The Oresteia

The Oresteia - press pic 07 (A-702) The Oresteia - press pic 08 (B-123)


Home, Manchester

I’ve read a lot of Greek theatre (I did a Theatre Studies degree) and seen performances of some classic plays (Lysistrata and Phedra, for example) but I’ve never seen it done so… thoroughly… before, with a large chorus fully utilised, and the strophe and antistrophe physicalized on the stage. It’s like having pages of my text books brought to life, and I wish I’d seen it while I was studying.

This is a fascinating production – all modern dress and regional accents – and Ted Hughes’ adaptation of the script is as fluid and accessible as you’d expect. This very deliberate modernity contrasts spectacularly with the traditional techniques: the choral speaking, the off-stage action – and it really, really works.

Make no mistake, the story is preposterous. Of course it is. It’s all heightened over-reaction and soap-opera plot – affairs and murder and long-lost kids. While Agamemnon has been fighting in Troy, his wife, Clytemnestra, has taken Aegisthus as a lover. She wants revenge on Agamemnon because he’s sacrificed their daughter to the gods, and a bloody, convoluted family drama thus ensues, albeit with the input of Apollo and Athene.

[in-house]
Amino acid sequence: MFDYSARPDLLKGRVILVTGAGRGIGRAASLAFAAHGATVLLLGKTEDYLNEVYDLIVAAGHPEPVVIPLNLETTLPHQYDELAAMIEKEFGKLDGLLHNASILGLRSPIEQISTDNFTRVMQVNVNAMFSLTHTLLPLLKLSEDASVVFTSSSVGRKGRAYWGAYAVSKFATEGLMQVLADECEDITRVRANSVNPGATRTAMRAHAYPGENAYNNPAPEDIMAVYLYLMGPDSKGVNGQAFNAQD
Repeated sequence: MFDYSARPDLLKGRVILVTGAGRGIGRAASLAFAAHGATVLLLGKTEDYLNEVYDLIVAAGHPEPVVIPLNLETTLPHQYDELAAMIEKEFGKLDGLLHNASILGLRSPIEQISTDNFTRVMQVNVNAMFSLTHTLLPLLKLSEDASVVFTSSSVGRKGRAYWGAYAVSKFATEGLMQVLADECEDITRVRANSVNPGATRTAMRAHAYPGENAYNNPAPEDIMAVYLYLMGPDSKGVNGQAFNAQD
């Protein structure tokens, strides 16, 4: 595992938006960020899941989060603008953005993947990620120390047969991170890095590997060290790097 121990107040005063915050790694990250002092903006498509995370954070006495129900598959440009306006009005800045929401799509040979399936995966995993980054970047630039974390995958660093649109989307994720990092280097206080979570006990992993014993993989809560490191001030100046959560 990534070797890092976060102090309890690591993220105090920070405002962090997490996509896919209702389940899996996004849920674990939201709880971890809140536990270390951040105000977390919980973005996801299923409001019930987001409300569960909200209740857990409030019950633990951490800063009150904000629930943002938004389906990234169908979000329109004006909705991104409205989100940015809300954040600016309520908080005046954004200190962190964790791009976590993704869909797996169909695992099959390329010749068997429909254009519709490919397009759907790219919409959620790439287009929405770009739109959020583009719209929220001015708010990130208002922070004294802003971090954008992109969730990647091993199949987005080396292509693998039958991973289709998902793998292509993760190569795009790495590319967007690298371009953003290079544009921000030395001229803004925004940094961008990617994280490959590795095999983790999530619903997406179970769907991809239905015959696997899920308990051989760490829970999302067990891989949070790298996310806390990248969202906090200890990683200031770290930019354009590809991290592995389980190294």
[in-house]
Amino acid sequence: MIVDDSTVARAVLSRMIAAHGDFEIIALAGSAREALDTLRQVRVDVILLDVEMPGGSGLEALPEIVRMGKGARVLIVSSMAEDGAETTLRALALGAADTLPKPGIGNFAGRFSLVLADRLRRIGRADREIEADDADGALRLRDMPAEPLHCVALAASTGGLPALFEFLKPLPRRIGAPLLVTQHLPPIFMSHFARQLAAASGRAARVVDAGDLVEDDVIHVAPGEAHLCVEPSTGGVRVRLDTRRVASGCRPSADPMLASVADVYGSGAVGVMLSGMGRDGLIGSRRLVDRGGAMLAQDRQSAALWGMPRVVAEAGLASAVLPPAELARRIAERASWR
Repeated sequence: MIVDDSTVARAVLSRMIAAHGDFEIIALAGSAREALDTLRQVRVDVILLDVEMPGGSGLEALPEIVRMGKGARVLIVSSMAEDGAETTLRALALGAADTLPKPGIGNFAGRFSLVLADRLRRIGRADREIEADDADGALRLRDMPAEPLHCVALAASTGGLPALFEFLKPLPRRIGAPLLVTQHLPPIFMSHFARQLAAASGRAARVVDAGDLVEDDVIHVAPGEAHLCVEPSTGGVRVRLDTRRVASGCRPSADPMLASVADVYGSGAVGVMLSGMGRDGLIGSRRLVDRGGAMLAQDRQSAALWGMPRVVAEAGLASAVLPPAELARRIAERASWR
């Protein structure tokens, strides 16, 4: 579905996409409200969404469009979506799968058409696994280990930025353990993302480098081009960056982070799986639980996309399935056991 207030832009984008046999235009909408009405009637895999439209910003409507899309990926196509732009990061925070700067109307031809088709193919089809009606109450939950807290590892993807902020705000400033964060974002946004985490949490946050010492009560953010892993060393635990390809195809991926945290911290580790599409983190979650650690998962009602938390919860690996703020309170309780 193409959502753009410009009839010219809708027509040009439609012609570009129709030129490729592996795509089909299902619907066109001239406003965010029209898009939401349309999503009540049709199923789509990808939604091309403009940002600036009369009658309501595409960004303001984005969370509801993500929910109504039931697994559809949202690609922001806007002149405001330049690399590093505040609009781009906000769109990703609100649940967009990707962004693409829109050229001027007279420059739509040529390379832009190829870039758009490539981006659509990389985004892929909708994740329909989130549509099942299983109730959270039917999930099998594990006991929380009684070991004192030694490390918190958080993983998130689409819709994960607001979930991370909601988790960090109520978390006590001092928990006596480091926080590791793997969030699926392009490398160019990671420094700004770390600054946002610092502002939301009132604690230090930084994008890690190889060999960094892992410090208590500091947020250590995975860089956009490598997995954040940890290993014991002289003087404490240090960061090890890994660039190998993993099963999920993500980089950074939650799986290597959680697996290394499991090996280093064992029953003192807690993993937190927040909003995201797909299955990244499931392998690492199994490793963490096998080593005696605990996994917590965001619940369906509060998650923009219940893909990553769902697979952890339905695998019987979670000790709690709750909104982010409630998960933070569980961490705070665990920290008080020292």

The acting is uniformly strong, but it’s the chorus that stands out. Split into three parts (men, women and Furies), the ensemble admirably fulfils its function, narrating, commenting and advising the characters. The choral speaking is beautifully precise, an object lesson in how it should be done. The men in particular create a kind of filter for the audience; they stand in the auditorium, leaning on the stage in their jeans and trackies, like a group of blokes in their local pub, checking out what’s going on. At times they’re in the dress circle too, shouting down to the characters, deploring what they do.

It’s an accomplished piece of theatre, and excellent to watch. Do try to catch it if you can.

4.6 stars

Susan Singfield

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